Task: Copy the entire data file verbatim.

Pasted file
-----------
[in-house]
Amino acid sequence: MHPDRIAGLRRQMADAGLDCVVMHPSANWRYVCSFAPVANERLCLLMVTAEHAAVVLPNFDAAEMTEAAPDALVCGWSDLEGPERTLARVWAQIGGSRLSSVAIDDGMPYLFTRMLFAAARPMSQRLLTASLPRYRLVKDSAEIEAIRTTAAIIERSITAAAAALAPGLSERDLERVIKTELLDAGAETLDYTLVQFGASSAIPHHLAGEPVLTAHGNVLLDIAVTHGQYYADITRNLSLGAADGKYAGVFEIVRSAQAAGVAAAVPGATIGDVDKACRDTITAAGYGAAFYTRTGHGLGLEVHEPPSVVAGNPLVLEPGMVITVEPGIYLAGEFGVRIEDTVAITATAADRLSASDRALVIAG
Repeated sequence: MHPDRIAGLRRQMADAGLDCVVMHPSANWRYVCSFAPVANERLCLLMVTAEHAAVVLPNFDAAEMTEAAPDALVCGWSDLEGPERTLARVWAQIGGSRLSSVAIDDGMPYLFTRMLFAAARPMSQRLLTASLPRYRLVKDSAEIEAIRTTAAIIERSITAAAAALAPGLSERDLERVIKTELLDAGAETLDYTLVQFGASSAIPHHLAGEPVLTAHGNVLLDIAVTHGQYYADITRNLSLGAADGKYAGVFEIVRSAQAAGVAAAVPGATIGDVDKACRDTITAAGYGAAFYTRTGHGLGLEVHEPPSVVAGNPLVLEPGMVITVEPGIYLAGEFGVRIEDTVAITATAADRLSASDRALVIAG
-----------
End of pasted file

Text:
[in-house]
Amino acid sequence: MHPDRIAGLRRQMADAGLDCVVMHPSANWRYVCSFAPVANERLCLLMVTAEHAAVVLPNFDAAEMTEAAPDALVCGWSDLEGPERTLARVWAQIGGSRLSSVAIDDGMPYLFTRMLFAAARPMSQRLLTASLPRYRLVKDSAEIEAIRTTAAIIERSITAAAAALAPGLSERDLERVIKTELLDAGAETLDYTLVQFGASSAIPHHLAGEPVLTAHGNVLLDIAVTHGQYYADITRNLSLGAADGKYAGVFEIVRSAQAAGVAAAVPGATIGDVDKACRDTITAAGYGAAFYTRTGHGLGLEVHEPPSVVAGNPLVLEPGMVITVEPGIYLAGEFGVRIEDTVAITATAADRLSASDRALVIAG
Repeated sequence: MHPDRIAGLRRQMADAGLDCVVMHPSANWRYVCSFAPVANERLCLLMVTAEHAAVVLPNFDAAEMTEAAPDALVCGWSDLEGPERTLARVWAQIGGSRLSSVAIDDGMPYLFTRMLFAAARPMSQRLLTASLPRYRLVKDSAEIEAIRTTAAIIERSITAAAAALAPGLSERDLERVIKTELLDAGAETLDYTLVQFGASSAIPHHLAGEPVLTAHGNVLLDIAVTHGQYYADITRNLSLGAADGKYAGVFEIVRSAQAAGVAAAVPGATIGDVDKACRDTITAAGYGAAFYTRTGHGLGLEVHEPPSVVAGNPLVLEPGMVITVEPGIYLAGEFGVRIEDTVAITATAADRLSASDRALVIAG